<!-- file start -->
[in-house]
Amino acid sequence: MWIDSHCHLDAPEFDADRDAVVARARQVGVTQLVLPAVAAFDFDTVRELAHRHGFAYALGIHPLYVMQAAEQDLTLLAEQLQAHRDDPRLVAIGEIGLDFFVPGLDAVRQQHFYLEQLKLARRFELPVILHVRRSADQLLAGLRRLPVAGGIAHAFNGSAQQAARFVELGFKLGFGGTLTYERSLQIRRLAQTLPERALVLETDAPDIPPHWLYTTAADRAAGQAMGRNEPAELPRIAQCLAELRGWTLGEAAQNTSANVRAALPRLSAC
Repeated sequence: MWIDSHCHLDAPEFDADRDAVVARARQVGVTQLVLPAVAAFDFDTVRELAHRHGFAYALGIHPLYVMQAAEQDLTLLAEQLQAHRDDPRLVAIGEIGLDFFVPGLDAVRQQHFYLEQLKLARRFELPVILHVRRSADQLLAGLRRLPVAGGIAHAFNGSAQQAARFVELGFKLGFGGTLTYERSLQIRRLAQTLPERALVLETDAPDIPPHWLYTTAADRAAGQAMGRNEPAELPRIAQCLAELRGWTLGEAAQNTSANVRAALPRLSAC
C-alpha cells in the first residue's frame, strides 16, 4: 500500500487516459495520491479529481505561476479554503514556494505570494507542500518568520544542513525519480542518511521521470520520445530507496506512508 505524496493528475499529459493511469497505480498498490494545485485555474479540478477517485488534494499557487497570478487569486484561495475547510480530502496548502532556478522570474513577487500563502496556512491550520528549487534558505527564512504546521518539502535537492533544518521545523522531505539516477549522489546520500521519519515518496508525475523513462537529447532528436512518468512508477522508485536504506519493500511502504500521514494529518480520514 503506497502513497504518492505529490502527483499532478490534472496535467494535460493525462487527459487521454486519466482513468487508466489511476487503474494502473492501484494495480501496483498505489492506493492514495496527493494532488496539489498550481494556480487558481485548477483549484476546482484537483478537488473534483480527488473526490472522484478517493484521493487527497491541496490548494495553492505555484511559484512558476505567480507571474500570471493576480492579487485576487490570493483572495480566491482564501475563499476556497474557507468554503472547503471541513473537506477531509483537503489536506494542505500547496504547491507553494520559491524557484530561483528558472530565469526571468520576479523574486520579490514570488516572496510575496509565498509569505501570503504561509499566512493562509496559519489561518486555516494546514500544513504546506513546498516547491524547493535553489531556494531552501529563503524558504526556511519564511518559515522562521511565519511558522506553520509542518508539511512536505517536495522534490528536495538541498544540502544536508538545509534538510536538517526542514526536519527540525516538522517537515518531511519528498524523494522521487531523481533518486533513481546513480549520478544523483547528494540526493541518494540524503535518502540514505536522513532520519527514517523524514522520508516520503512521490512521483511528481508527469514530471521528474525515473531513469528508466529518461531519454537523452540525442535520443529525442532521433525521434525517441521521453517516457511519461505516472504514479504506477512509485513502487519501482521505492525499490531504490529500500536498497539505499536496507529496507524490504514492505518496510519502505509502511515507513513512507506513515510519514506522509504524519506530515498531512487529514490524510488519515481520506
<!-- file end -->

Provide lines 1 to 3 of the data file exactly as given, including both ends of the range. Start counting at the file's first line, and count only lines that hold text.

[in-house]
Amino acid sequence: MWIDSHCHLDAPEFDADRDAVVARARQVGVTQLVLPAVAAFDFDTVRELAHRHGFAYALGIHPLYVMQAAEQDLTLLAEQLQAHRDDPRLVAIGEIGLDFFVPGLDAVRQQHFYLEQLKLARRFELPVILHVRRSADQLLAGLRRLPVAGGIAHAFNGSAQQAARFVELGFKLGFGGTLTYERSLQIRRLAQTLPERALVLETDAPDIPPHWLYTTAADRAAGQAMGRNEPAELPRIAQCLAELRGWTLGEAAQNTSANVRAALPRLSAC
Repeated sequence: MWIDSHCHLDAPEFDADRDAVVARARQVGVTQLVLPAVAAFDFDTVRELAHRHGFAYALGIHPLYVMQAAEQDLTLLAEQLQAHRDDPRLVAIGEIGLDFFVPGLDAVRQQHFYLEQLKLARRFELPVILHVRRSADQLLAGLRRLPVAGGIAHAFNGSAQQAARFVELGFKLGFGGTLTYERSLQIRRLAQTLPERALVLETDAPDIPPHWLYTTAADRAAGQAMGRNEPAELPRIAQCLAELRGWTLGEAAQNTSANVRAALPRLSAC